Parking is impossible in the nearest town, except in supermarket car centre workers park all day in the legal spots so thank goodness there is a cheap and cheerful supermarket in the centre where you can park free for an hour, even though when grouping my visits to town to save petrol I usually have to go out and return at least once.
It is also free at the tax offices, probably on the reckoning that charging already aggrieved parties for parking there would invite gratuitous violence. It's a pity it's so far from the shops, or I'd go there.

Market day is sheer hell.
I forget occasionally and make an appointment when the market is on, only to curse myself as I have a devil of a job finding a place in the supermarket car park while the rest of the town centre is double parked, cars blocking garage entrances and every road blocked while some desperate driver tries to manoevre into a space that was always going to be too small.

Inevitably, this is the only day of the week where the town police are in evidence....on any other day they lurk in their offices, guarded by a well trained receptionist who refuses access to anyone ranking lower than the maire, but on market day they are out in force with their little tickets to stick under the wipers.
Not that they walk far, you understand...they come out in their cars and double park like everyone else....

Last year, one hero parked his van in front of the police garage which reduced them to buzzing ineffectively round that all morning instead of dishing out fines to the multitude, but this year they have a tow truck.

A friend of mine parks in the space reserved for the weekly bus - not that it runs on market day - picks up the inevitable parking ticket and takes it to the police offices where it is torn up...but then, she used to be the maire.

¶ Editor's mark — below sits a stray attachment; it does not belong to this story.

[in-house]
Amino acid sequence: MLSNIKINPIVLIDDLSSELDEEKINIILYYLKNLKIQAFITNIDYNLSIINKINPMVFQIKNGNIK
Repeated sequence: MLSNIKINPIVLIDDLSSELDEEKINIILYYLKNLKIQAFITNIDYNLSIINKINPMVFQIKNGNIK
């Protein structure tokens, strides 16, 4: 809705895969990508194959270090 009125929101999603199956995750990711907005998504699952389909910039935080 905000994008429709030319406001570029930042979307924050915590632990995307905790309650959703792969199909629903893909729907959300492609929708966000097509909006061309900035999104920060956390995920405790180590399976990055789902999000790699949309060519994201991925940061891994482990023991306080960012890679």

I asked her why the police bothered to give her a ticket in the first place as her car was well known to them and the ticket was always torn up and she explained that it would look bad if her car didn't get a ticket like anyone else. So that was all right then....
Yet another example of the classic French dichotomy about equality.....rules are to be obeyed, unless you are part of the caste that makes them.

It's not just round here....take a look at Delana's 'Du Jour' blog post for imaginative  - not to speak of desperate - parking!

It's not just in towns,either.
Because villages were built before cars, and gardens and productive land were on the outskirts, there was no thought of parking, even for the horse and cart, who lived in the barn on the productive land.
These days, with two car families living in village houses, it can be a struggle to get down the road for a car, let alone for the dairy tankers and feed tankers which pass regularly from farm to depot.
Not to speak of those who rely on GPS and get stuck in the turning by the mairie.
No maire is going to be bold enough to tell voters to park their cars off the road...there is no 'off road' to start with and the only place that I can see where you could park, apart from the little square by the cafe which is full to overflowing as it is at lunchtimes, is the football field at the other end of the village.

So it's no wonder to me that the solipsist doesn't become the good citizen until the moment that he has locked his car and walked away into conformity again.

Reblog this post [with Zemanta]

No comments:

Post a Comment